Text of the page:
‘At work people shout at me. The shift foreman shouts and tells us we’re fucking this and fucking that. Taking the train home, people push me and often I miss my train because I can’t run any more. I get home very late and then I’m so hungry and so tired and I walk into the house and nobody is happy to see me. Nobody asks me how my day was,” he says.
‘When Emily opens her mouth she gives me instructions and tells me things I haven’t done. She tells me the roof leaks; she needs more money; the kids need shoes. All I want is for somebody to say my name and to, for a change, listen to me speak. And then it gets bad,” Sipho says.
‘When I hit her, it feels better but then it’s also terrible because she screams and I shout, and if the kids are around, they scream and it’s chaos. But I don’t stop because I’m so angry and I have no words to say how I feel.”
The story of why Sipho beats ‘his Emily” is, in part, the story of poverty and its devastating effects.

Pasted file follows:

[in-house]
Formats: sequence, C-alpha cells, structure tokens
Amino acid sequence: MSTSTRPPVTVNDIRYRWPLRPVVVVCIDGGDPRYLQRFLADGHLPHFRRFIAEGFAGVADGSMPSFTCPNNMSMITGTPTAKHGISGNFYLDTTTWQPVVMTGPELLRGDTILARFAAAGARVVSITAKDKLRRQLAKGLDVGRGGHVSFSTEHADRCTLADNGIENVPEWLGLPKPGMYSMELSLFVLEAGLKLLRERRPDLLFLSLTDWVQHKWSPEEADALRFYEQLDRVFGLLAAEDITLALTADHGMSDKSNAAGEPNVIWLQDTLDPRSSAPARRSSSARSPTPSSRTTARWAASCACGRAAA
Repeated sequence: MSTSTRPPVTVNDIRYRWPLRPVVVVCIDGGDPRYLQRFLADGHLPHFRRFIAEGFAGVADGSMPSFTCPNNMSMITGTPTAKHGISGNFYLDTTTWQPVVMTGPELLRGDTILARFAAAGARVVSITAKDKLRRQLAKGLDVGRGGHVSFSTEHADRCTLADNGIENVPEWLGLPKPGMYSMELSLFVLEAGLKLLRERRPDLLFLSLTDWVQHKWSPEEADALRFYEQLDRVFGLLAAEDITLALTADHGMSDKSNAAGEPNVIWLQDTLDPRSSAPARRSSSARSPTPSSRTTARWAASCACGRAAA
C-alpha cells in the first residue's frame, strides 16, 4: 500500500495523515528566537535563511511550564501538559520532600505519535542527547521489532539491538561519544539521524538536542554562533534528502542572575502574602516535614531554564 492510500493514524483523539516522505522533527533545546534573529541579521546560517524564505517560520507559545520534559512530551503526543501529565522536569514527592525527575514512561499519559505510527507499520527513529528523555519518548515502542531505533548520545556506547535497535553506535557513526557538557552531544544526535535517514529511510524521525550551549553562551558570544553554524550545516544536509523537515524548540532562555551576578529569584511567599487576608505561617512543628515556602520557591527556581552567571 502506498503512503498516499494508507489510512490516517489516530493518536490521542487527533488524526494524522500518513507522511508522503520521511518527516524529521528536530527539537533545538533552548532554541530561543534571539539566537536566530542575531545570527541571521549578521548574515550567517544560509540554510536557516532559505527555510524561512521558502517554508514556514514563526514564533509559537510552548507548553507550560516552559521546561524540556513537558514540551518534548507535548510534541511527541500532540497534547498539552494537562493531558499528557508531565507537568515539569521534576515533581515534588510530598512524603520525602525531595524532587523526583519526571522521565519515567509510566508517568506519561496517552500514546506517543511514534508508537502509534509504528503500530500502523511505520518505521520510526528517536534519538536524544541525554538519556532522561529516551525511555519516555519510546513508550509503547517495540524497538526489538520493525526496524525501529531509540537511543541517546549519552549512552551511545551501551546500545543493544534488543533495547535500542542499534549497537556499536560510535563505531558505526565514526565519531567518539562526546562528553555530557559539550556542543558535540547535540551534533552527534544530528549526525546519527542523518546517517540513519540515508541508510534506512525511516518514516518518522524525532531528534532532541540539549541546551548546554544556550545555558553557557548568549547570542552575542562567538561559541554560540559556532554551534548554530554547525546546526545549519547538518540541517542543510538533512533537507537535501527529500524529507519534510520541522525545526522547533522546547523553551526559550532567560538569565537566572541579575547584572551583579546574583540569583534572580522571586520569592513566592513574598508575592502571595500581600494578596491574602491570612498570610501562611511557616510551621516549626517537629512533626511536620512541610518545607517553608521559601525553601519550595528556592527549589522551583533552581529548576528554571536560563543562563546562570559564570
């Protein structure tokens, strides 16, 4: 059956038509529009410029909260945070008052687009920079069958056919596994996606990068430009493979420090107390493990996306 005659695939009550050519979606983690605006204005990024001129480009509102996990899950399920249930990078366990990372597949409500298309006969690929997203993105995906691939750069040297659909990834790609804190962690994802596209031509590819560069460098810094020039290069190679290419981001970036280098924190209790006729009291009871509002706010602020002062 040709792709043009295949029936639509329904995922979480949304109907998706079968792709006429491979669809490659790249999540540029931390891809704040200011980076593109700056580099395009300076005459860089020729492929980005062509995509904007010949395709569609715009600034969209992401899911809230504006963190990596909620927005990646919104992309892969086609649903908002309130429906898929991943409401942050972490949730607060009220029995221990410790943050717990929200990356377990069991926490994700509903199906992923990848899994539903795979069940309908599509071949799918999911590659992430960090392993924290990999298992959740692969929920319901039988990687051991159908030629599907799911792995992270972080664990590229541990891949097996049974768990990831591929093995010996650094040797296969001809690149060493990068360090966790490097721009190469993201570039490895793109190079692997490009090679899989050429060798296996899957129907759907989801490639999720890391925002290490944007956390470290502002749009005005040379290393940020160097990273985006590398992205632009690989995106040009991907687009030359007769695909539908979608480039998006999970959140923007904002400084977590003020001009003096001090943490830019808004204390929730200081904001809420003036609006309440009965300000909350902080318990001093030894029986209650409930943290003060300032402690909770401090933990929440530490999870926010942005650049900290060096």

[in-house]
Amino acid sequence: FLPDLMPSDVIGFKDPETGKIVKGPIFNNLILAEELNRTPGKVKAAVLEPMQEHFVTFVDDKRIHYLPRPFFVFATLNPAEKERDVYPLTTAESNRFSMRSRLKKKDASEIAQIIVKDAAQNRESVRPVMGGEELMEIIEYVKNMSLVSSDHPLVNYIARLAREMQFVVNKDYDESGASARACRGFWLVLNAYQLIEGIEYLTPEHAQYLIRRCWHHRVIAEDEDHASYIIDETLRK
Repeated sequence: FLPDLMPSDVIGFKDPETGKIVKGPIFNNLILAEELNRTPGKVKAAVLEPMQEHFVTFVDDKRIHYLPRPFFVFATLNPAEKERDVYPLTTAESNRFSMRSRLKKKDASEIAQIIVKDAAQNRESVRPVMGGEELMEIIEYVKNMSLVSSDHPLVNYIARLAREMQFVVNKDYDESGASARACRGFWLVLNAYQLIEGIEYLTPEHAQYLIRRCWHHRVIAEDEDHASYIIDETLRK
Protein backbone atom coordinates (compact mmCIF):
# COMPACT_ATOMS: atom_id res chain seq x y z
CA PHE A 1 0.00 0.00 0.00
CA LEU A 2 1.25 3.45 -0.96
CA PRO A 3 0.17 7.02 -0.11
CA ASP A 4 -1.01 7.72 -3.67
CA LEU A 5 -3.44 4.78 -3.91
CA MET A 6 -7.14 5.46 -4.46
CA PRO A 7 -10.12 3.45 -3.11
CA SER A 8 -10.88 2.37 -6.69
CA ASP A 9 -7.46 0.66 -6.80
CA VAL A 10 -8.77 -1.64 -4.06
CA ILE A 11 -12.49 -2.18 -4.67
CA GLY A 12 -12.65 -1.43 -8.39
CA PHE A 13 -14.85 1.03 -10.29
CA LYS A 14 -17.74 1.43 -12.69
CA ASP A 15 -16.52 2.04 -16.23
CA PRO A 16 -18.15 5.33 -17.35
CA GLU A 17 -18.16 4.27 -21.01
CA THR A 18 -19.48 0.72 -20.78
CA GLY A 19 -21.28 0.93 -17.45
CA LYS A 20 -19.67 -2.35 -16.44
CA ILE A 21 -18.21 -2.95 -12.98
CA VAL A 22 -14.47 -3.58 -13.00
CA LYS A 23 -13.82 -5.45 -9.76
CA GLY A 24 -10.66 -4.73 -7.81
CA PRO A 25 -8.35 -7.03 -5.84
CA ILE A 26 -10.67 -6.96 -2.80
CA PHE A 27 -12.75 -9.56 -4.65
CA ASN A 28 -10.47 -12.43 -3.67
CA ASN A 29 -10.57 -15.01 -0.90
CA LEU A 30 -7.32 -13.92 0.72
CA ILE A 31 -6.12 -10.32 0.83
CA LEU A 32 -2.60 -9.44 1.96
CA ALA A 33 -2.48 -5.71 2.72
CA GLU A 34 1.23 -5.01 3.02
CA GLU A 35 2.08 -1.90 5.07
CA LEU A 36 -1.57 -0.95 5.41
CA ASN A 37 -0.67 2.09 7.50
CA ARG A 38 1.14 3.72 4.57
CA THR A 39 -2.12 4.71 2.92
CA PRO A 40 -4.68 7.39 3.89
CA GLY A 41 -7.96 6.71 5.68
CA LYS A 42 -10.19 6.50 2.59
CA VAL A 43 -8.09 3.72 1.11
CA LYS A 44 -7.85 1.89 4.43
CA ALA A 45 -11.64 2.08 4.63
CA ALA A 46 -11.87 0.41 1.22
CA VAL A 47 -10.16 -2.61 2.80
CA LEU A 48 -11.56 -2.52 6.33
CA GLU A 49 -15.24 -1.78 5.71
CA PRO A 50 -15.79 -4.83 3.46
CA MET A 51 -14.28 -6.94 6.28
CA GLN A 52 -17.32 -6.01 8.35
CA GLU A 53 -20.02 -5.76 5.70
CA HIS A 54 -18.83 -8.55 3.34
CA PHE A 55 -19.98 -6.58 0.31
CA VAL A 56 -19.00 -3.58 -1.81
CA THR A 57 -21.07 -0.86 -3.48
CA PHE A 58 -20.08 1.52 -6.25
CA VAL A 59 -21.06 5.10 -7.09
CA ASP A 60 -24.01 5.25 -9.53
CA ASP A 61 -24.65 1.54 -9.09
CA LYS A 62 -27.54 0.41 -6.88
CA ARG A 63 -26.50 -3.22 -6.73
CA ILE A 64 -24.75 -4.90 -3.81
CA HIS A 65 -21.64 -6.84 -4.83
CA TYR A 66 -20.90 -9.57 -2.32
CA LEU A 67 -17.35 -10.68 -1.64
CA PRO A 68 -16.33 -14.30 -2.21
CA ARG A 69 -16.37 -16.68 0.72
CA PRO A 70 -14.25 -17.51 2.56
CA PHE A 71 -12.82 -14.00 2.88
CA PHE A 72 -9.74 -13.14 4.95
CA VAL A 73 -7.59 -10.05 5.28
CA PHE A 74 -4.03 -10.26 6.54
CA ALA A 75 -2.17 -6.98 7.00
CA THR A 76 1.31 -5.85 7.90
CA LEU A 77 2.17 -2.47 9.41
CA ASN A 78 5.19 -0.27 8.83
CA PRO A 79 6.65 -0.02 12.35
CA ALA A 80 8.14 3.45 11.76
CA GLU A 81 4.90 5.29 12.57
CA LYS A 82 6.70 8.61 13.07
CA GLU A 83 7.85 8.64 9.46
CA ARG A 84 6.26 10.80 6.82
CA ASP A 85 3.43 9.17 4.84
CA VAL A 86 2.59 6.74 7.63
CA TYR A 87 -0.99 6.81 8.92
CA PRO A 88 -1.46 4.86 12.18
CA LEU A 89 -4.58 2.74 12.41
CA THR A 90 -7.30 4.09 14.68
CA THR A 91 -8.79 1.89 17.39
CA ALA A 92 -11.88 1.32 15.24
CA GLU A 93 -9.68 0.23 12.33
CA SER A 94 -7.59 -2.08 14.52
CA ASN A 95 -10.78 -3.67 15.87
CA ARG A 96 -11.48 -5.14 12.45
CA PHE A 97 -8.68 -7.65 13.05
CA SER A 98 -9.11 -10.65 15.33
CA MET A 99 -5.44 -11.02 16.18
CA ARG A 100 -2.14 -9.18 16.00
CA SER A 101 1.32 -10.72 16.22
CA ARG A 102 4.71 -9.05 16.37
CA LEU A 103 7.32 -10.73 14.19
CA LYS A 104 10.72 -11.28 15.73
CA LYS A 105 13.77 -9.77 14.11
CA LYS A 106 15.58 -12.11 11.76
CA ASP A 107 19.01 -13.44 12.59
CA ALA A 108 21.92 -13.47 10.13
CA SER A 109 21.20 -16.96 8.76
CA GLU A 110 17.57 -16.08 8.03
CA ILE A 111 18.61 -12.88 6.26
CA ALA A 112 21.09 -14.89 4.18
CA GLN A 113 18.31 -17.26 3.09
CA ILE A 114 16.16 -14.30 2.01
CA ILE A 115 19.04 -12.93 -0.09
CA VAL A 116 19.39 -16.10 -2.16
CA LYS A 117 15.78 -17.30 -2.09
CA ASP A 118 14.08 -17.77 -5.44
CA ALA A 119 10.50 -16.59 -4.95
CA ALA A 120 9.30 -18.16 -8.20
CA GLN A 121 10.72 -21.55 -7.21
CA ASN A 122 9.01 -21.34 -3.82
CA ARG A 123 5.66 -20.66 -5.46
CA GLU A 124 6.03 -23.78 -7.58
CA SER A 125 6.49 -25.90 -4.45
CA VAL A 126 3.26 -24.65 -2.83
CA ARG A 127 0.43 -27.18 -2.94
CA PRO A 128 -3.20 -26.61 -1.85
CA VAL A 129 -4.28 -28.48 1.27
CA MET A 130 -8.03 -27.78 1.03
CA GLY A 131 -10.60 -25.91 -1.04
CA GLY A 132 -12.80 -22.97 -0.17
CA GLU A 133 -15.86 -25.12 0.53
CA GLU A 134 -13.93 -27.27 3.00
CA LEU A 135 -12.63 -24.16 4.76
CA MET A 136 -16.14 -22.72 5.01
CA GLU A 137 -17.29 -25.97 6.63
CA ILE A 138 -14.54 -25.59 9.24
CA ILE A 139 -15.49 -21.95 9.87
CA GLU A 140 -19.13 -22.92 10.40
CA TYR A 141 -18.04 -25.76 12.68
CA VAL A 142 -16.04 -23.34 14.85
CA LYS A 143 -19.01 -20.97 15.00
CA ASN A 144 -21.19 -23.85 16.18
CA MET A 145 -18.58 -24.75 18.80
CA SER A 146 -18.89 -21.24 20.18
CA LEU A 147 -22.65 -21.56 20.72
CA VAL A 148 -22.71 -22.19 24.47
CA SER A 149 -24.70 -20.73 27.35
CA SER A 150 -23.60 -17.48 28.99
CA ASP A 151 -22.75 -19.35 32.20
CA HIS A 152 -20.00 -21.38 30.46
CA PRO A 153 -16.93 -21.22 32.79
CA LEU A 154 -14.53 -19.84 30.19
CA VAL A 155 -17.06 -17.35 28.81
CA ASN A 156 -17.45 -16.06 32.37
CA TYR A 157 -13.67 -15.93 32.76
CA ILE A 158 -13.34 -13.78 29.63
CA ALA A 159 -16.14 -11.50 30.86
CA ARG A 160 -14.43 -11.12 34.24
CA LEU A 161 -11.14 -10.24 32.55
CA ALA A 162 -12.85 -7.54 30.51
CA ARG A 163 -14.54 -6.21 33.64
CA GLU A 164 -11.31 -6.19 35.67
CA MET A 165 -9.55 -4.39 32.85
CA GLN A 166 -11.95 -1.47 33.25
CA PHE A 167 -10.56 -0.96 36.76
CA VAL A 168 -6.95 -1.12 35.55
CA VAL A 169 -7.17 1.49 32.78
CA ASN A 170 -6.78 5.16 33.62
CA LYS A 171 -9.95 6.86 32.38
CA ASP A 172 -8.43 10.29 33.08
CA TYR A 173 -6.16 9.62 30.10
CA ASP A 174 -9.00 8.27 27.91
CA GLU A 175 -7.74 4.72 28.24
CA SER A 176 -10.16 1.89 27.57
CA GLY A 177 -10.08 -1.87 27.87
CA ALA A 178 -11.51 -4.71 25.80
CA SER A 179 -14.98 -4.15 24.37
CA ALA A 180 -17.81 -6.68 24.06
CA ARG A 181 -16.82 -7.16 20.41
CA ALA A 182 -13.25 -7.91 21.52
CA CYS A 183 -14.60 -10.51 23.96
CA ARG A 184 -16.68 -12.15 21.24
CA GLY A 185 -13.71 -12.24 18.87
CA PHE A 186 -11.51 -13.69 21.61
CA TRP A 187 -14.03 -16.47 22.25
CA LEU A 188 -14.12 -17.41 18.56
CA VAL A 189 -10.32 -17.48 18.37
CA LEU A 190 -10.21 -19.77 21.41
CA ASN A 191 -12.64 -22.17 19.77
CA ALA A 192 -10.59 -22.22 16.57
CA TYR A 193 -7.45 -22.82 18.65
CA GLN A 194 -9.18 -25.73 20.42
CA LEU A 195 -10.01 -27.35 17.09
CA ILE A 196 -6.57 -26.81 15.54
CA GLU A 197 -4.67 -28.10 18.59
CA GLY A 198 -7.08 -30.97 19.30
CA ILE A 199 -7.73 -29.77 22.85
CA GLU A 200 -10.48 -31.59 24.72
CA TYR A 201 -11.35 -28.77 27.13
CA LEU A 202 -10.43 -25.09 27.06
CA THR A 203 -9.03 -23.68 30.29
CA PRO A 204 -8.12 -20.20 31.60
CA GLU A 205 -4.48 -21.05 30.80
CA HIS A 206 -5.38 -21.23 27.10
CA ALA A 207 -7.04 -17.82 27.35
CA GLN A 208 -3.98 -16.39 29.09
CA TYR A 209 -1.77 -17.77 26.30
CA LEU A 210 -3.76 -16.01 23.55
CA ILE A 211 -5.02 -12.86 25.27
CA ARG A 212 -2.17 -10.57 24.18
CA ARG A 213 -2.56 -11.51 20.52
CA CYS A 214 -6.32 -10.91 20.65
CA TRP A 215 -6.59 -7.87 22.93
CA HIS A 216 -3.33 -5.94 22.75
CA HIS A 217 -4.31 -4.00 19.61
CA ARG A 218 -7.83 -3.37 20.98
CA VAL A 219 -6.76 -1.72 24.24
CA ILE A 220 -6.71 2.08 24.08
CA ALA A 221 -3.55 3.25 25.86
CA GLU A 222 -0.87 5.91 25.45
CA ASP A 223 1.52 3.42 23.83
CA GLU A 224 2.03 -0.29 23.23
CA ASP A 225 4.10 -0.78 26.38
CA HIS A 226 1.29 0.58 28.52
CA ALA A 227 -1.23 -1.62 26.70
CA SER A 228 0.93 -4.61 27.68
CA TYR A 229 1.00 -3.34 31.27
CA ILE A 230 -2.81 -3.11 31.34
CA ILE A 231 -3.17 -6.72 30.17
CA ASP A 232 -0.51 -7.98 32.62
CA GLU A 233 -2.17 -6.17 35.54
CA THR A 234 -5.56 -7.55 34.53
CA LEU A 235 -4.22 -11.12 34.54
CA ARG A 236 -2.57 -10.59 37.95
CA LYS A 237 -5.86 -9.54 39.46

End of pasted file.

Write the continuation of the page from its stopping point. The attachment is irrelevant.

Lou-Marie Kruger, a clinical psychologist specialising in women and poverty, and who runs a rural clinic servicing a farming community outside Cape Town, says she has ‘yet to meet a women in this low-income community not affected by violence. We have a generation of white men who went to the border and were in the army shooting at fellow citizens during apartheid, and we have a generation of black men who were exposed to the violence of apartheid every day — we’re a deeply brutalised society in which men are as deeply scarred as women.”
Kruger points to the way anger is expressed in society. ‘Women and girls are socialised to talk about their feelings — from a young age they’re given words to describe how they feel. When they’re angry or sad, they moan or scream or complain, while men, typically, have not been trained emotionally and therefore often keep quiet.”
Men who abuse women are generally ‘weak, disempowered and emotionally dependent on women”, she says. People who are dependent are often enraged and tend to be destructive towards the person on whom they depend.
‘We have entire generations who grow up with no respect for another’s body — kids see their fathers being beaten by police, being paid terrible wages. They see their mothers being abused physically, emotionally and economically — these kids grow up understanding only the language of violence.”
A police officer with 35 years’ experience of working with rape and domestic violence cases says apartheid stripped men not only of their power, but also of their ‘very being”.